Grandmaster Dennis Tosten founded the first Amerikick in 1967 and has since taught several champion fighters, police officers, and everyday students karate and self-defense. Today, the lauded chain teaches fitness classes inspired by martial arts, including cardio kickboxing in six states. Each location upholds a curriculum that blends Chinese and Japanese martial-arts styles—including kenpo and tae kwon do—with modern self-defense strategies, further updating traditional practices by eschewing uniforms and belts for casual workout gear. Having attained certification in teaching kickboxing from the National Association of Professional Martial Artists, Amerikick's seasoned instructors also each possess black belts in karate, a rank as difficult to attain as the snake charmer's belt of live cobras.
We are self-defense specialists! Schools of Aikido vary widely in orientation. At SJAA we focus on practical self-defense. We believe that Aikido is a living art so we continually strive to improve the effectiveness of what we teach. What works, we keep; what doesn't we drop.
Since 2000, Daddis Fight Camps has equipped thousands of students with the tools to be more confident and more effective in self-defense scenarios. Helmed by founder Brad Daddis, the Philadelphia- and New Jersey-based operation works with individuals all ages, genders, and athletic abilities. An assorted selection of programs speaks to that diversity, and includes Brazilian Jiu Jitsu, Muay Thai Boxing, and even a Tactical Urban Defense course. In that, students learn practical self-defense techniques, specifically those in close quarters combat they can use against a mugger or particularly tight blood-pressure cuff.
Since 1987, American Karate System has been preparing students of all levels for national championships, building a foundation for a lifetime of growth and improvement in martial arts. In his career, fifth-degree kenpo black-belt and national champion Mark Schiffman has worked with martial arts experts, police officers, and US marshals to master his craft. This training doesn't just improve self-defense and fitness?it also builds mental focus and discipline to help students improve in all areas of life.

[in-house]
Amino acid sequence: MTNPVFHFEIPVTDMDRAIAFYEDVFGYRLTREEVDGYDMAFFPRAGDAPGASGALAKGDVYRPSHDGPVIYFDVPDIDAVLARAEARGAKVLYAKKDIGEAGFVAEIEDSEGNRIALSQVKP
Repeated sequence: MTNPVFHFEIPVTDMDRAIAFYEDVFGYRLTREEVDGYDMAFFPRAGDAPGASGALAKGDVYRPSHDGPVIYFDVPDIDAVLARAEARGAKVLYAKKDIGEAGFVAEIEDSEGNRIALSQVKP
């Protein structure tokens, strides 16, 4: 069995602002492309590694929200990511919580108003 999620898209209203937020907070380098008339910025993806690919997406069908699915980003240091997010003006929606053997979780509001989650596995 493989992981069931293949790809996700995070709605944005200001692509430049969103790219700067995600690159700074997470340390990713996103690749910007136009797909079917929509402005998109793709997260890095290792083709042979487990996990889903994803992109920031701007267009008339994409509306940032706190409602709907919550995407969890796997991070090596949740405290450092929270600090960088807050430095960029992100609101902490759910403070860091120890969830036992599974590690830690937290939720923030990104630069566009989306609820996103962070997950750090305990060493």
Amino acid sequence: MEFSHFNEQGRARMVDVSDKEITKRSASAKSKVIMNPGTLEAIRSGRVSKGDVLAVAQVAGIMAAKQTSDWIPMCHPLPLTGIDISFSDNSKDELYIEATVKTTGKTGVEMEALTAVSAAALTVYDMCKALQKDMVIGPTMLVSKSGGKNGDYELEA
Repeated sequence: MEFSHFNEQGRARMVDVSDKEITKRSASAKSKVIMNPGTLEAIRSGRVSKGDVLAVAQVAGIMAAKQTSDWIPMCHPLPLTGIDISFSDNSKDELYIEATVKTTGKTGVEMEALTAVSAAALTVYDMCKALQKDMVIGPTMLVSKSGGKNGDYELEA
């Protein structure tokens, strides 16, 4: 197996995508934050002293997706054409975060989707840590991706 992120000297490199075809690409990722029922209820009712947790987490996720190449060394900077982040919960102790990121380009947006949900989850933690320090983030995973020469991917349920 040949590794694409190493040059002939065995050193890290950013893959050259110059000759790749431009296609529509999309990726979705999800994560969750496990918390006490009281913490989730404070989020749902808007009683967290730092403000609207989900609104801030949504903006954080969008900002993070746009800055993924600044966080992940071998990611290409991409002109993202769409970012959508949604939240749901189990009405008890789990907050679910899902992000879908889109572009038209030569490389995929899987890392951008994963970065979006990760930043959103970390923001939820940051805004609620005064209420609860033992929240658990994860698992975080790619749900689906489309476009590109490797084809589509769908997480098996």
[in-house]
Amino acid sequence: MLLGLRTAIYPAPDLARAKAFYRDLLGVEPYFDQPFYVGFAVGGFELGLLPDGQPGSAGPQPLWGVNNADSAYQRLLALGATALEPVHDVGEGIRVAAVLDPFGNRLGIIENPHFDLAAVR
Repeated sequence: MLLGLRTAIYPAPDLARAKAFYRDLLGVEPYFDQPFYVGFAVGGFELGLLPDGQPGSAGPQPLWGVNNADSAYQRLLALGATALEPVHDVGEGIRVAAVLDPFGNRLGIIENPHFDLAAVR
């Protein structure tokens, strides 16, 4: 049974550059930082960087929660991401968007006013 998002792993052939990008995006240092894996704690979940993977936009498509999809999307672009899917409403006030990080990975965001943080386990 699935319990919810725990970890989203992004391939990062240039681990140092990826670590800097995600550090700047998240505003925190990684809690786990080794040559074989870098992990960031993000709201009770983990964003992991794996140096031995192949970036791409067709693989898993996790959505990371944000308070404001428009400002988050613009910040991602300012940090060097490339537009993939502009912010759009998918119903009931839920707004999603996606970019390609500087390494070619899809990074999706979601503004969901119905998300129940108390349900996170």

Aikido is the "loving protection of all beings," in the words of Morihei Ueshiba, who created the martial-arts style. Although it sometimes incorporates wooden weapons, at its heart, aikido seeks to act as a replacement for violence. Greg O'Connor, founder and chief instructor at Aikido Centers of New Jersey, brings Ueshiba's tenets to his students, who have included children and seniors, as well as members of the New Jersey State Police, the Department of Homeland Security, and the US Secret Service. O'Connor and more than 40 other instructors teach students self-defense tactics that redirect attacks, as well as more advanced methods that include wooden sword and staff training and aikido's dramatic falls and rolls.
Urban Defense Center founder Master Lawrence Whitaker developed his studio’s signature self-defense program to arm students with practical-minded moves that prepare them for dangerous street situations. Students learn to spar, take down an opponent, defend against weapons, and escape from the shadow of a suspicious-looking skyscraper. Students also train their gray matter, pre-empting potential legal repercussions for defending themselves by studying concepts such as reasonable grounds and probable cause. Alternatively, Tai-Fit sessions shuttle through a series of punches, knees, blocks, and kicks with the goal not of emulating a fight but of torching calories instead. Fighters can pursue either track with a personal trainer who pays closer attention to form and technique than a beauty contestant does during the Simon Says portion of the pageant.